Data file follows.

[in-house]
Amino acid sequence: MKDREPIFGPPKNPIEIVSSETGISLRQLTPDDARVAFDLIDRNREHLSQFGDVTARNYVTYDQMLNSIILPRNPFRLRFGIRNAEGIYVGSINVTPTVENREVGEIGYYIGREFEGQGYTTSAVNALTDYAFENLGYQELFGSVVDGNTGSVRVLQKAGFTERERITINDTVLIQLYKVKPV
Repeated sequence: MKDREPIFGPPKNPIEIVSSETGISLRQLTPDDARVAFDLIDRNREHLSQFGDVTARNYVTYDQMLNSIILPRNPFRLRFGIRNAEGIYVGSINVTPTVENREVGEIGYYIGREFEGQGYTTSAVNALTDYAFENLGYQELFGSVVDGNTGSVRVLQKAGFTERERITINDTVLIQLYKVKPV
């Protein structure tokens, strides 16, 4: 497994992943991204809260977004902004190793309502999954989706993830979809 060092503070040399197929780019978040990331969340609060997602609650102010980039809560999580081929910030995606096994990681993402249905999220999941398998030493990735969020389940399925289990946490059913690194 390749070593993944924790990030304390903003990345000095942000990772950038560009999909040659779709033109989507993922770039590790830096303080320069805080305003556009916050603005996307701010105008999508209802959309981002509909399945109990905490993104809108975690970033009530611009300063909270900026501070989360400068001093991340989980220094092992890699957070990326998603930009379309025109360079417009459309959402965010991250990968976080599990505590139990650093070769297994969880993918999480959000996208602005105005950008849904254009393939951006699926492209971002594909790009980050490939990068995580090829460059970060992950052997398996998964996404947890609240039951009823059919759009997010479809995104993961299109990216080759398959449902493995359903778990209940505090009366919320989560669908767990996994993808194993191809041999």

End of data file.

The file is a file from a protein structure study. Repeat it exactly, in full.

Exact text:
[in-house]
Amino acid sequence: MKDREPIFGPPKNPIEIVSSETGISLRQLTPDDARVAFDLIDRNREHLSQFGDVTARNYVTYDQMLNSIILPRNPFRLRFGIRNAEGIYVGSINVTPTVENREVGEIGYYIGREFEGQGYTTSAVNALTDYAFENLGYQELFGSVVDGNTGSVRVLQKAGFTERERITINDTVLIQLYKVKPV
Repeated sequence: MKDREPIFGPPKNPIEIVSSETGISLRQLTPDDARVAFDLIDRNREHLSQFGDVTARNYVTYDQMLNSIILPRNPFRLRFGIRNAEGIYVGSINVTPTVENREVGEIGYYIGREFEGQGYTTSAVNALTDYAFENLGYQELFGSVVDGNTGSVRVLQKAGFTERERITINDTVLIQLYKVKPV
């Protein structure tokens, strides 16, 4: 497994992943991204809260977004902004190793309502999954989706993830979809 060092503070040399197929780019978040990331969340609060997602609650102010980039809560999580081929910030995606096994990681993402249905999220999941398998030493990735969020389940399925289990946490059913690194 390749070593993944924790990030304390903003990345000095942000990772950038560009999909040659779709033109989507993922770039590790830096303080320069805080305003556009916050603005996307701010105008999508209802959309981002509909399945109990905490993104809108975690970033009530611009300063909270900026501070989360400068001093991340989980220094092992890699957070990326998603930009379309025109360079417009459309959402965010991250990968976080599990505590139990650093070769297994969880993918999480959000996208602005105005950008849904254009393939951006699926492209971002594909790009980050490939990068995580090829460059970060992950052997398996998964996404947890609240039951009823059919759009997010479809995104993961299109990216080759398959449902493995359903778990209940505090009366919320989560669908767990996994993808194993191809041999």